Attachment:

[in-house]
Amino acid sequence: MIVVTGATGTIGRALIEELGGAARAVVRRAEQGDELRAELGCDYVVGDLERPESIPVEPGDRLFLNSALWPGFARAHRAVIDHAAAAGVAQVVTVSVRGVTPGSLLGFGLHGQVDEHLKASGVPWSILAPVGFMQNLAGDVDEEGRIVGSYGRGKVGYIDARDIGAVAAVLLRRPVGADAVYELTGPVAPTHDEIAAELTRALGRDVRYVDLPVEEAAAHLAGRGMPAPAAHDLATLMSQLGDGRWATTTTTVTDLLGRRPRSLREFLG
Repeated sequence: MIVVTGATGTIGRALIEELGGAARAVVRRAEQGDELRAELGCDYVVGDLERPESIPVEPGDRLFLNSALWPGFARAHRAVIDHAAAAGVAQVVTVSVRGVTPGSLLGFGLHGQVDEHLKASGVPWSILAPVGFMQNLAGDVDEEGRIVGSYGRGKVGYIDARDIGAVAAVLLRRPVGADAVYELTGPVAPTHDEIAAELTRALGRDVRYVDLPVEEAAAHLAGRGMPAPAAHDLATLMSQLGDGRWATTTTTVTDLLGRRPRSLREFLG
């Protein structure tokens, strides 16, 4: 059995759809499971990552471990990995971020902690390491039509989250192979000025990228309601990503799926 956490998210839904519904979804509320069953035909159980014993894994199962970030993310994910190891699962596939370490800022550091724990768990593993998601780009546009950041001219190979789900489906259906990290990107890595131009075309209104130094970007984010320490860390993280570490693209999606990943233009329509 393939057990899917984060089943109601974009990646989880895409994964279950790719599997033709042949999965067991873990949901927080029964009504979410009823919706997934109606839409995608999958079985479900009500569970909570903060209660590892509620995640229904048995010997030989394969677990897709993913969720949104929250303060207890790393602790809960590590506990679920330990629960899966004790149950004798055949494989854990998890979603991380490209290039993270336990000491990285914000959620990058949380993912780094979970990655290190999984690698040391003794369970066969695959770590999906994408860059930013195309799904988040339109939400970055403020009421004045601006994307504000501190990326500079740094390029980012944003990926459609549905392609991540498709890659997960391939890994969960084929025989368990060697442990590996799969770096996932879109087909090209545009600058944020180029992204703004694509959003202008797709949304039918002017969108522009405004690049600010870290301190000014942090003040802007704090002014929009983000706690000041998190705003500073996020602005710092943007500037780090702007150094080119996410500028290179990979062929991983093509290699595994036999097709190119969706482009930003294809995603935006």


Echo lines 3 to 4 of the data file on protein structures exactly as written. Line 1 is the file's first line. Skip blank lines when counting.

Repeated sequence: MIVVTGATGTIGRALIEELGGAARAVVRRAEQGDELRAELGCDYVVGDLERPESIPVEPGDRLFLNSALWPGFARAHRAVIDHAAAAGVAQVVTVSVRGVTPGSLLGFGLHGQVDEHLKASGVPWSILAPVGFMQNLAGDVDEEGRIVGSYGRGKVGYIDARDIGAVAAVLLRRPVGADAVYELTGPVAPTHDEIAAELTRALGRDVRYVDLPVEEAAAHLAGRGMPAPAAHDLATLMSQLGDGRWATTTTTVTDLLGRRPRSLREFLG
């Protein structure tokens, strides 16, 4: 059995759809499971990552471990990995971020902690390491039509989250192979000025990228309601990503799926 956490998210839904519904979804509320069953035909159980014993894994199962970030993310994910190891699962596939370490800022550091724990768990593993998601780009546009950041001219190979789900489906259906990290990107890595131009075309209104130094970007984010320490860390993280570490693209999606990943233009329509 393939057990899917984060089943109601974009990646989880895409994964279950790719599997033709042949999965067991873990949901927080029964009504979410009823919706997934109606839409995608999958079985479900009500569970909570903060209660590892509620995640229904048995010997030989394969677990897709993913969720949104929250303060207890790393602790809960590590506990679920330990629960899966004790149950004798055949494989854990998890979603991380490209290039993270336990000491990285914000959620990058949380993912780094979970990655290190999984690698040391003794369970066969695959770590999906994408860059930013195309799904988040339109939400970055403020009421004045601006994307504000501190990326500079740094390029980012944003990926459609549905392609991540498709890659997960391939890994969960084929025989368990060697442990590996799969770096996932879109087909090209545009600058944020180029992204703004694509959003202008797709949304039918002017969108522009405004690049600010870290301190000014942090003040802007704090002014929009983000706690000041998190705003500073996020602005710092943007500037780090702007150094080119996410500028290179990979062929991983093509290699595994036999097709190119969706482009930003294809995603935006």